# Two’s Complement Binary in Python?

It works best if you provide a mask. That way you specify how far to sign extend.

``````>>> bin(-27 & 0b1111111111111111)
'0b1111111111100101'
``````

Or perhaps more generally:

``````def bindigits(n, bits):
s = bin(n & int("1"*bits, 2))[2:]
return ("{0:0>%s}" % (bits)).format(s)

>>> print bindigits(-31337, 24)
111111111000010110010111
``````

In basic theory, the actual width of the number is a function of the size of the storage. If it’s a 32-bit number, then a negative number has a 1 in the MSB of a set of 32. If it’s a 64-bit value, then there are 64 bits to display.

But in Python, integer precision is limited only to the constraints of your hardware. On my computer, this actually works, but it consumes 9GB of RAM just to store the value of x. Anything higher and I get a MemoryError. If I had more RAM, I could store larger numbers.

``````>>> x = 1 << (1 << 36)
``````

So with that in mind, what binary number represents `-1`? Python is well-capable of interpreting literally millions (and even billions) of bits of precision, as the previous example shows. In 2’s complement, the sign bit extends all the way to the left, but in Python there is no pre-defined number of bits; there are as many as you need.

But then you run into ambiguity: does binary `1` represent `1`, or `-1`? Well, it could be either. Does `111` represent `7` or `-1`? Again, it could be either. So does `111111111` represent `511`, or `-1`… well, both, depending on your precision.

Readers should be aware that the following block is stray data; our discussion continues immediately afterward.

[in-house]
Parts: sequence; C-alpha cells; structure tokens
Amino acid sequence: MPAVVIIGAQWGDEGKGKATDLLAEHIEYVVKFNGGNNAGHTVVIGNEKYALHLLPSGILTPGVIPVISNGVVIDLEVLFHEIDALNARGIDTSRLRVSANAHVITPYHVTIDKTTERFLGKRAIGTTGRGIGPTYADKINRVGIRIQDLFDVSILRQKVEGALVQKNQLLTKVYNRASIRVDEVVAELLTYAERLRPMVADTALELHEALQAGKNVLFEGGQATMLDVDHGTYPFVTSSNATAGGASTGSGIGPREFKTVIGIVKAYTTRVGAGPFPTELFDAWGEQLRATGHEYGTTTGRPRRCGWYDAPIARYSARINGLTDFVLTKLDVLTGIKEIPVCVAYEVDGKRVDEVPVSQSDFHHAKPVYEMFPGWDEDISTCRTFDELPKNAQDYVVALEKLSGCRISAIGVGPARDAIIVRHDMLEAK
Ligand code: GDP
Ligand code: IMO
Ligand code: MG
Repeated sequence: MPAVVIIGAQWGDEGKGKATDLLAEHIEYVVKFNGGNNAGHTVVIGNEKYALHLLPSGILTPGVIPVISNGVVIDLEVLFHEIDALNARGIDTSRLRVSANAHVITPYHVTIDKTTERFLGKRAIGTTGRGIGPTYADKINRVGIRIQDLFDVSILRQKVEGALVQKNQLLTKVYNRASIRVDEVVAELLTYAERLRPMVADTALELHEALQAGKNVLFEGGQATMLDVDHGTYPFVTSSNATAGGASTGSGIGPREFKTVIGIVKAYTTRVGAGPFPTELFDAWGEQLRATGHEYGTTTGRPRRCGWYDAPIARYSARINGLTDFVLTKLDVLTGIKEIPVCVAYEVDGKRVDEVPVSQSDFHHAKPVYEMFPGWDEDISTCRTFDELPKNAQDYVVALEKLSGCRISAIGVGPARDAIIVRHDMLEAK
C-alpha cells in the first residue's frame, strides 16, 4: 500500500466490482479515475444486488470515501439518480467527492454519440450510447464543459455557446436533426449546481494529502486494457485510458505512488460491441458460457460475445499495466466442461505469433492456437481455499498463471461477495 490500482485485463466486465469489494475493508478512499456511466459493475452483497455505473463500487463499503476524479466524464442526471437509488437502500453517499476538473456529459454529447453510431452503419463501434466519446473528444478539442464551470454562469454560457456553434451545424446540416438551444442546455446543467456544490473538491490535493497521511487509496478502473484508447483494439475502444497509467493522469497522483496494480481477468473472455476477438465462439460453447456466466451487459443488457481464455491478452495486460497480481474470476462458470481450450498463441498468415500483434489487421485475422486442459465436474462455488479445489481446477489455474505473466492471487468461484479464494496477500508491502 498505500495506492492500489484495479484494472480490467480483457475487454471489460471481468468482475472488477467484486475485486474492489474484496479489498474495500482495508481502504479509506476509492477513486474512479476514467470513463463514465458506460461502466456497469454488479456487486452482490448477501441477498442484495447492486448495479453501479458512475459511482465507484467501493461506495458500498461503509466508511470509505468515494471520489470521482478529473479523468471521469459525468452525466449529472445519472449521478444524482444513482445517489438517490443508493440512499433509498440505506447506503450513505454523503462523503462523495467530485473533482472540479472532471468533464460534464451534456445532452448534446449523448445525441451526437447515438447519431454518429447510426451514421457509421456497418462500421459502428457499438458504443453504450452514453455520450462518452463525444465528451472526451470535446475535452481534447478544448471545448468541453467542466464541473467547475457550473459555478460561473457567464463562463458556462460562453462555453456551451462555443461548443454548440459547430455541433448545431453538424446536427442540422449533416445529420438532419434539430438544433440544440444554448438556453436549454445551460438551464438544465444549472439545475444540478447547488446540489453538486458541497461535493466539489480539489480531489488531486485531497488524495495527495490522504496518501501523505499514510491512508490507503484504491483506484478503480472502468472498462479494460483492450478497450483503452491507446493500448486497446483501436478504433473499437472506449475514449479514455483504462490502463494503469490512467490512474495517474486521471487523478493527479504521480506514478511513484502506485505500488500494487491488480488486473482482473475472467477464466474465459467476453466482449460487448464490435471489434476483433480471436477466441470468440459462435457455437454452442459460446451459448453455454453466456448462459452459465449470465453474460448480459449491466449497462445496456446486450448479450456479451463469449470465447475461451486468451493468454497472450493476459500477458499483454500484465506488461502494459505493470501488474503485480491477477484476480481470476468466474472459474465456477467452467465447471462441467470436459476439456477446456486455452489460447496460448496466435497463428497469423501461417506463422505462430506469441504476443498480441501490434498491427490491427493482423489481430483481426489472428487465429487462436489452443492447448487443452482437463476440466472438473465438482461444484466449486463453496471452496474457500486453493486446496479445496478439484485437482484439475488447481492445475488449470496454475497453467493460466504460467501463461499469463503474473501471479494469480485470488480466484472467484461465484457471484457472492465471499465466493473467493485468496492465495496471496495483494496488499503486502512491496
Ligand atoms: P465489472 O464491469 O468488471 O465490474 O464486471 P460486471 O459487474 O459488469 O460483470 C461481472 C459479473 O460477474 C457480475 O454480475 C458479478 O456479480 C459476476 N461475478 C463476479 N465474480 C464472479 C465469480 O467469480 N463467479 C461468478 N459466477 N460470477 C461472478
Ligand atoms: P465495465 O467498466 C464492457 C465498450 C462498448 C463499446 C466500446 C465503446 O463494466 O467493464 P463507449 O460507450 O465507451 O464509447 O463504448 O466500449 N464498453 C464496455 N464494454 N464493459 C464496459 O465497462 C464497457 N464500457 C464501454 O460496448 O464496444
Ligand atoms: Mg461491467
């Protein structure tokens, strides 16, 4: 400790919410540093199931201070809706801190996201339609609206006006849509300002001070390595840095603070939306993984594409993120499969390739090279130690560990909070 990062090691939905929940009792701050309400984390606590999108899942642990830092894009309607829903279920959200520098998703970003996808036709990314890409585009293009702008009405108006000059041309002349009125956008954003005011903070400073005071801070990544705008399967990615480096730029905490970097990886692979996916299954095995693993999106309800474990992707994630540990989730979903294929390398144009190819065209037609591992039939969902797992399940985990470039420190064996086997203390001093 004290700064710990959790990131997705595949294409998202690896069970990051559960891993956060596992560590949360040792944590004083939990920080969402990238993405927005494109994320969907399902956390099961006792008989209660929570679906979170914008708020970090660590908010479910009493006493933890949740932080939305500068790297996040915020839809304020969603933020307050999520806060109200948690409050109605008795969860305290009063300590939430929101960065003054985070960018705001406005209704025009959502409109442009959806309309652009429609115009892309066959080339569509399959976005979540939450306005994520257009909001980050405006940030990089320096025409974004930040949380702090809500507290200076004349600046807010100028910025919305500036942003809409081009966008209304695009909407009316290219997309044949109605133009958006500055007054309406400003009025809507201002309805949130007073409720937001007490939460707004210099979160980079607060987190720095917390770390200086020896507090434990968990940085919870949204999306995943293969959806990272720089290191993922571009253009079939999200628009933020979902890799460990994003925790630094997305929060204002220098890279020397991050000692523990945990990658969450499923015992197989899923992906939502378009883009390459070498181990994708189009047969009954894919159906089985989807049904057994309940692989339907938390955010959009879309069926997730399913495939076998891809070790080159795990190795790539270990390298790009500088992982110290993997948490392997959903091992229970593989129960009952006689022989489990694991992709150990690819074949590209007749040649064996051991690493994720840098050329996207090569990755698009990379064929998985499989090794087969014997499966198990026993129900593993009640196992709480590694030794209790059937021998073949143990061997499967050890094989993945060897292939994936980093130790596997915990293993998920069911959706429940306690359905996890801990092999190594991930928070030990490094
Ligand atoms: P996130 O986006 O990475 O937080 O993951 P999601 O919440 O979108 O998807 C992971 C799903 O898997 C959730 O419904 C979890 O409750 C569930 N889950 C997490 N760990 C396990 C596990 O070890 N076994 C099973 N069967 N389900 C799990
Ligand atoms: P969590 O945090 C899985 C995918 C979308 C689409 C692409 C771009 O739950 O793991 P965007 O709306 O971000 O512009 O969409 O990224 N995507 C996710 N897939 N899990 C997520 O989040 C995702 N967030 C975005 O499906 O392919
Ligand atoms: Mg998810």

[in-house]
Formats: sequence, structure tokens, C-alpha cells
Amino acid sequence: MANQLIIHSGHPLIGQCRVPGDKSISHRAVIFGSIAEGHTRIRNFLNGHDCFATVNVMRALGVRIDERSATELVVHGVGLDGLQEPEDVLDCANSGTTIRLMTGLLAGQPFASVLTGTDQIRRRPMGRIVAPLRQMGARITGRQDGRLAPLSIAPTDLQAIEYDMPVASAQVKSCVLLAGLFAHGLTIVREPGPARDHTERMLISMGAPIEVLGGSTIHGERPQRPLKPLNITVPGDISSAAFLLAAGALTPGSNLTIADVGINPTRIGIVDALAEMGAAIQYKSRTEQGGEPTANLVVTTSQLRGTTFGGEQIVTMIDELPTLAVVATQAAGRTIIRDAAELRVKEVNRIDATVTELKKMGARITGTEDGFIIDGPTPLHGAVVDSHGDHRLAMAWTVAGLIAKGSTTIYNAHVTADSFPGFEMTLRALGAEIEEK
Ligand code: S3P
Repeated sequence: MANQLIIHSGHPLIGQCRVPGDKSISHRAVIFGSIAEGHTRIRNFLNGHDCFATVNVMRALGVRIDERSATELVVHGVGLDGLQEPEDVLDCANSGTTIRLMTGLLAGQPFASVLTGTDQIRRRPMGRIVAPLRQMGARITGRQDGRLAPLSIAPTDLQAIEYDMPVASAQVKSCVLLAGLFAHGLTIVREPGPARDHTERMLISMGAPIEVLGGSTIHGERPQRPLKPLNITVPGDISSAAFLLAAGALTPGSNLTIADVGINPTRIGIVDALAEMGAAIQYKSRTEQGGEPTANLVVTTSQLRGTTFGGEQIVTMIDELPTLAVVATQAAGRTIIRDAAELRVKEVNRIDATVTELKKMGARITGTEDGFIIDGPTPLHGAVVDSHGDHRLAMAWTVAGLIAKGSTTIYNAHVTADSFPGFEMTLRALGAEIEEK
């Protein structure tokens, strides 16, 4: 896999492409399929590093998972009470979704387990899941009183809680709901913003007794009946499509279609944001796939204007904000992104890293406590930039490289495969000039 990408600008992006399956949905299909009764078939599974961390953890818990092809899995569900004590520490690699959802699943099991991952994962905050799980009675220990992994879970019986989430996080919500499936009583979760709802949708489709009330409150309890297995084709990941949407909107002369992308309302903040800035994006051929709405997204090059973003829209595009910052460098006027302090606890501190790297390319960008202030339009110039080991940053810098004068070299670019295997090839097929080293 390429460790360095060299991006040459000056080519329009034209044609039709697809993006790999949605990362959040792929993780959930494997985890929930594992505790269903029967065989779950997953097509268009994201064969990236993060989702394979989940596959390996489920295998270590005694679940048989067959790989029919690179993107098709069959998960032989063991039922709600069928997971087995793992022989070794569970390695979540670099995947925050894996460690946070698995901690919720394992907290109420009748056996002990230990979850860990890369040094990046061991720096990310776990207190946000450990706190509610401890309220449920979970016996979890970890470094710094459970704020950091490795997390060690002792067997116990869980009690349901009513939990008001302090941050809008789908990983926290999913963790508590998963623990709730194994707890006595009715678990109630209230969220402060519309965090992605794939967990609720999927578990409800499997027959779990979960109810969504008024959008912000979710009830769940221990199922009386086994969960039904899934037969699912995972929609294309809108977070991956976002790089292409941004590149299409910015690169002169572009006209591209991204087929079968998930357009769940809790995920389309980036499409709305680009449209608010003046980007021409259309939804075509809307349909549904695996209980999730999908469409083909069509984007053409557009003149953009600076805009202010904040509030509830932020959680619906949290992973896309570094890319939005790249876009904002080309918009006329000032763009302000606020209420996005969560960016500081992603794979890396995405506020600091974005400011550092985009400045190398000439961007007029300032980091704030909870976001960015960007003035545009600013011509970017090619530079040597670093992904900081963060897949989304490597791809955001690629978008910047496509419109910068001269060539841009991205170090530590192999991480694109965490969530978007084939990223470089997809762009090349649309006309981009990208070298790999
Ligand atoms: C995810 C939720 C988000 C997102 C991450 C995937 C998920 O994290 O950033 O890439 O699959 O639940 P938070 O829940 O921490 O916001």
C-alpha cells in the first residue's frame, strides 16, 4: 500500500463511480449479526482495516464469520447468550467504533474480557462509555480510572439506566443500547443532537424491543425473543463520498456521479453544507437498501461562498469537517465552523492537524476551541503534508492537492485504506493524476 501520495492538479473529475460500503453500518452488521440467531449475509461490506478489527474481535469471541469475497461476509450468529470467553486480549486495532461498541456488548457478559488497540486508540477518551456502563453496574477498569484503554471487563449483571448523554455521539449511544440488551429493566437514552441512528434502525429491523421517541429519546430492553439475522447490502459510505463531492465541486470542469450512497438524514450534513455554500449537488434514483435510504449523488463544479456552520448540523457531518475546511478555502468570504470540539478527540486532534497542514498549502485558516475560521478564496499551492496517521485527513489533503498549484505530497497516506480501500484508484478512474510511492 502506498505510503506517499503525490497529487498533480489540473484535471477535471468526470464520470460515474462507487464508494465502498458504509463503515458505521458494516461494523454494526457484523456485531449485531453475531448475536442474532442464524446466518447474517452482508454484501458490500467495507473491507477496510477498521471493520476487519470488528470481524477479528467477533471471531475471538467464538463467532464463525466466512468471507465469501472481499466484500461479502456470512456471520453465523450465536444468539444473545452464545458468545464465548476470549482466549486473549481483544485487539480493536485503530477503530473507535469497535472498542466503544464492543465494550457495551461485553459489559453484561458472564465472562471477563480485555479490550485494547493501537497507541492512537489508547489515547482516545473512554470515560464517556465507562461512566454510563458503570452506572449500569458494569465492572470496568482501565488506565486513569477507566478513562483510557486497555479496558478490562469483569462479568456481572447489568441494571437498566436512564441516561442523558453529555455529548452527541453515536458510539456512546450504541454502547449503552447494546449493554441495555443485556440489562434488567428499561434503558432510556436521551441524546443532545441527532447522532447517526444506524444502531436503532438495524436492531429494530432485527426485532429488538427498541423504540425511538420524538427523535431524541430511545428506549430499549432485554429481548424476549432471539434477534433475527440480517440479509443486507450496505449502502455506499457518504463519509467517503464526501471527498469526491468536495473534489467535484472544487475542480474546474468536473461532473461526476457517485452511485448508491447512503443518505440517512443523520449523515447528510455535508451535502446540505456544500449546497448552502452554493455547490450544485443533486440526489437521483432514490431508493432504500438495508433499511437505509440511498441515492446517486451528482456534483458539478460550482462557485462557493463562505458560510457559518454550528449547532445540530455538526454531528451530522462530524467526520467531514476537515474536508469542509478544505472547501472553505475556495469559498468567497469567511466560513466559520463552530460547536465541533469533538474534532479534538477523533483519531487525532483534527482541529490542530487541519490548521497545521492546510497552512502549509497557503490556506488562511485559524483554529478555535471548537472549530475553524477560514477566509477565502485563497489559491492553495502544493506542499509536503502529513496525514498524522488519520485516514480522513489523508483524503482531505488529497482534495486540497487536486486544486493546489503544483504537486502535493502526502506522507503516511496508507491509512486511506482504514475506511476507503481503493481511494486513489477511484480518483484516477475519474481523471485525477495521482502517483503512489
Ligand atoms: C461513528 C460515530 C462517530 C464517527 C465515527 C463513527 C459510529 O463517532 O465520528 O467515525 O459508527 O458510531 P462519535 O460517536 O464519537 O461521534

Python needs a way to represent these numbers in binary so that there’s no ambiguity of their meaning. The `0b` prefix just says “this number is in binary”. Just like `0x` means “this number is in hex”. So if I say `0b1111`, how do I know if the user wants -1 or 15? There are two options:

Option A: The sign bit
You could declare that all numbers are signed, and the left-most bit is the sign bit. That means `0b1` is -1, while `0b01` is 1. That also means that `0b111` is also -1, while `0b0111` is 7. In the end, this is probably more confusing than helpful particularly because most binary arithmetic is going to be unsigned anyway, and people are more likely to run into mistakes by accidentally marking a number as negative because they didn’t include an explicit sign bit.